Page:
I’m a wide-open spaces kind of girl. I love living ten minutes from the heart of our big city and I love all that it has to offer, but sometimes I need the restorative peace that I feel in a quiet, outdoor place where few other people tread.
Our time in the Holy Land was no different. After our 31-hour travel ordeal and two days running around Jerusalem at breakneck speed trying to see everything, we were tired and needing a breath of fresh air. What to do? Why, run away to Galilee, of course!
We revisited all my favorite spots and hit the Galilee highlights: Capernaum and the white synangogue, Tabgha, the Mount of Beatitudes, Tiberias. And best of all, we discovered a new place that we love, recommended to us by our dear friends who gave us lodging on our trip. Now that I’ve experienced how enchanting this place is, I can’t believe that 1) this place only has a stub of a wikipedia page, 2) most visitors to Galilee never even go there, and 3) I lived four months in the Holy Land without ever finding out about this gem.
So the word’s not out yet, but shhh! I’m about to tell you, if you can keep a secret. It’s the Greek Orthodox Church of the Twelve Apostles in Kfar Nahum, or Capernaum, on the shore of the Sea of Galilee.
I can’t even tell you how enamored I am with this place. I fall hard for churches, but this one swept me off my feet before I even knew what hit me. (If you go, please leave a small donation of at least a few shekels, because one wing of the church is undergoing costly renovations right now.)
The grounds were unrivaled in terms of how well-kempt and beautiful they were. Orchards of citrus trees, rows of stately cypress trees, and walks covered in grape arbors surrounded the church. The hedges and the stone walls around the grounds hung thick with honeysuckle and fuchsia bougainvillea flowers. From the moment we crossed the threshold of the gate, we were bewitched. We were greeted by the most sumptuous citrus aroma I have ever smelled. And by several strutting peacocks.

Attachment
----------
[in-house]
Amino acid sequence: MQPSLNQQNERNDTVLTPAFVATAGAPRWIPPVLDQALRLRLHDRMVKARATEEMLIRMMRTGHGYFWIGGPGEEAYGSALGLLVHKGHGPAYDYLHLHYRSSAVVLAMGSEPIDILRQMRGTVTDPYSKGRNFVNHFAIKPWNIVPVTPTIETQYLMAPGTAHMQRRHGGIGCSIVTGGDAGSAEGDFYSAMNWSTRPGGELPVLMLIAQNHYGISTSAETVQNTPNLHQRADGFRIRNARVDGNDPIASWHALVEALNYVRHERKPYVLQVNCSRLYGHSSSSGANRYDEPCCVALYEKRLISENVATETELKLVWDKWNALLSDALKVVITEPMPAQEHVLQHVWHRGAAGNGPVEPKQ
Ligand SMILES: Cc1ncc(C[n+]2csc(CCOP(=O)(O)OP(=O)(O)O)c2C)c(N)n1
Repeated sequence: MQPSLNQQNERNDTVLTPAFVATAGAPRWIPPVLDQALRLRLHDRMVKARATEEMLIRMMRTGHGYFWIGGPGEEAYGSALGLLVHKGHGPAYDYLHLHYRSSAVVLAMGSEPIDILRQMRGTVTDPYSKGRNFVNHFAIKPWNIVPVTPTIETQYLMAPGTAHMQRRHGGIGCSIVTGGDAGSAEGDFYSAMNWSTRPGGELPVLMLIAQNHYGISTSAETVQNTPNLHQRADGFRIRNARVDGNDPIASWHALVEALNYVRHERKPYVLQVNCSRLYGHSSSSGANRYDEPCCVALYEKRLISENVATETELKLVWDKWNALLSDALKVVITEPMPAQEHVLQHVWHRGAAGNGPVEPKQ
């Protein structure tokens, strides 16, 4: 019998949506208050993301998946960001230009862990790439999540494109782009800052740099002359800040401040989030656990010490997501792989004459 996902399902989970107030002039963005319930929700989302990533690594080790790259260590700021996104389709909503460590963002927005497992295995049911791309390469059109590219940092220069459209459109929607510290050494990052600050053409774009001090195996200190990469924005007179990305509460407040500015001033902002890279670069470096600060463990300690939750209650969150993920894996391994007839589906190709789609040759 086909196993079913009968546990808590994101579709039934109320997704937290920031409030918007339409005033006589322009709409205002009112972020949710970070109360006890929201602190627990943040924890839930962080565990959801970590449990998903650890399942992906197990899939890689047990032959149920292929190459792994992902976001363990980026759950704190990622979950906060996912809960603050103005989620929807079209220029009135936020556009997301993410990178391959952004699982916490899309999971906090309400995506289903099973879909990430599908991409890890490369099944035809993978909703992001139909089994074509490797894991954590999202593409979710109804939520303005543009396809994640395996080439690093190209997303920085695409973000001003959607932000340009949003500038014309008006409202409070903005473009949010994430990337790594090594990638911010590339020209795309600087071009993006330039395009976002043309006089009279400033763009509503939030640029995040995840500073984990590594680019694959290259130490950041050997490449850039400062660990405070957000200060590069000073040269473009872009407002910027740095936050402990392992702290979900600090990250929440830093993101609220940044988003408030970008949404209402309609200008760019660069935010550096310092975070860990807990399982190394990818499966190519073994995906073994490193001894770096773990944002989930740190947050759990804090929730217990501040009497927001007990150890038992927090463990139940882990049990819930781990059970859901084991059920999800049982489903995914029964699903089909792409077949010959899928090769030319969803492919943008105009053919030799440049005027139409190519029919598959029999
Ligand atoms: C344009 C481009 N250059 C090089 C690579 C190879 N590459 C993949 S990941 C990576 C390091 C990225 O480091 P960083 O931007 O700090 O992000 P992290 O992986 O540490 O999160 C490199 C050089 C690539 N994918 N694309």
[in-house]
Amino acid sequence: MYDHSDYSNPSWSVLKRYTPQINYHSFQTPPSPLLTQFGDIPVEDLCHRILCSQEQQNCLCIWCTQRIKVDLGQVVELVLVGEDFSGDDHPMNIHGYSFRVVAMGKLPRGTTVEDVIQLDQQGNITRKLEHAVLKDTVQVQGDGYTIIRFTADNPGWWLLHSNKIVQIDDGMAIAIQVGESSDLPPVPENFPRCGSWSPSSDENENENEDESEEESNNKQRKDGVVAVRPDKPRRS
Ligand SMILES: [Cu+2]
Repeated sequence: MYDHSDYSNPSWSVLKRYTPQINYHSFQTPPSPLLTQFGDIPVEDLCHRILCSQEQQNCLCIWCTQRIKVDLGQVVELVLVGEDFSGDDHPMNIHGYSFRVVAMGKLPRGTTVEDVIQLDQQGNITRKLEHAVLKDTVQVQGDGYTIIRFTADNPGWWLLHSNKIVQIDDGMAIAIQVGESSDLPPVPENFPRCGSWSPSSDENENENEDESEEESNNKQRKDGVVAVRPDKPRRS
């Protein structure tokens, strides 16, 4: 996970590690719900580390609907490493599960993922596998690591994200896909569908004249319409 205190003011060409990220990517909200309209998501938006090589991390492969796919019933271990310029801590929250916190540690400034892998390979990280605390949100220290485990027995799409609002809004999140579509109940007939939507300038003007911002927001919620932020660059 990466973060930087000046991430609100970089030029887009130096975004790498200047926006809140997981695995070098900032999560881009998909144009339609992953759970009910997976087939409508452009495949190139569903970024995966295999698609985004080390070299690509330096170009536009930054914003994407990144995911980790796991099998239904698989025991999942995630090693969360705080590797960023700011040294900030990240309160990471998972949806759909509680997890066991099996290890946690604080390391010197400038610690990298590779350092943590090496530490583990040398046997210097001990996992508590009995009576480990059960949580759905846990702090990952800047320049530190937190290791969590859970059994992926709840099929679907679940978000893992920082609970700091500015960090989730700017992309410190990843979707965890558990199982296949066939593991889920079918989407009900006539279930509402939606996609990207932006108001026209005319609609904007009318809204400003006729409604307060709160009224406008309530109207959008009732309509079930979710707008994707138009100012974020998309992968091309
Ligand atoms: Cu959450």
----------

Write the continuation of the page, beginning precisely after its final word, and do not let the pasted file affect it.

I didn’t think it possible that the inside of the church could surpass the outside in loveliness, but it did. When we crossed the threshold of the church I audibly gasped because what I saw was so beautiful—resplendent ornamentation and chandeliers, and the most stunning iconography I have ever seen.
The information posted in the church told us this about its history:
“On the shore of the Sea of Galilee there is a Greek Orthodox monastery with a beautiful church in honor of the 12 Apostles…It is here that our Lord Jesus Christ chose and called forth His Apostles, here He preached and performed miracles, such as the healing of the paralytic, the mother-in-law of the apostle Peter, the servant of the centurion and many others. Here in the times of Christ was the city of Capernaum.
“In the IV century AD many monasteries and churches were built in the places where our Lord lived, taught, and performed miracles. By the V century the Christian community of Capernaum had grown very big. However, in the first half of the VIII century the flourishing city of Capernaum was completely destroyed by an earthquake.
“Archaeological excavations on the city’s site show that there was a large orthodox monastery here on the shore of the Sea of Galilee. At the end of the XIX century the Greek Orthodox Patriarchate of Jerusalem purchased a plot of land on the ruins of the ancient city of Capernaum and began to construct a monastery. In 1925…the Church of the Twelve Apostles was built. Services were held in the church until the founding of the state of Israel in 1948. According to the U.N. convention and the new borders, the monastery turned out to be on no man’s land. Therefore, there was no more access to the monastery for local Christians or pilgrims and the monastery fell into decay. In 1969, two years after the Six Day War, the Israeli army returned the monastery to the Greek Orthodox Patriarchate of Jerusalem. With the grace of God, despite the fact that it is fairly isolated, the monastery began to return to life.”
After partaking of the iconography within the church, we spent some time picnicking on the grounds, and walking along the shore.
I delighted in the beauty of this site, and reveled in the profound peace and stillness I felt there. The Church of the Twelve Apostles is unlike anywhere else in the Holy Land, and for me it will always be a sacred place.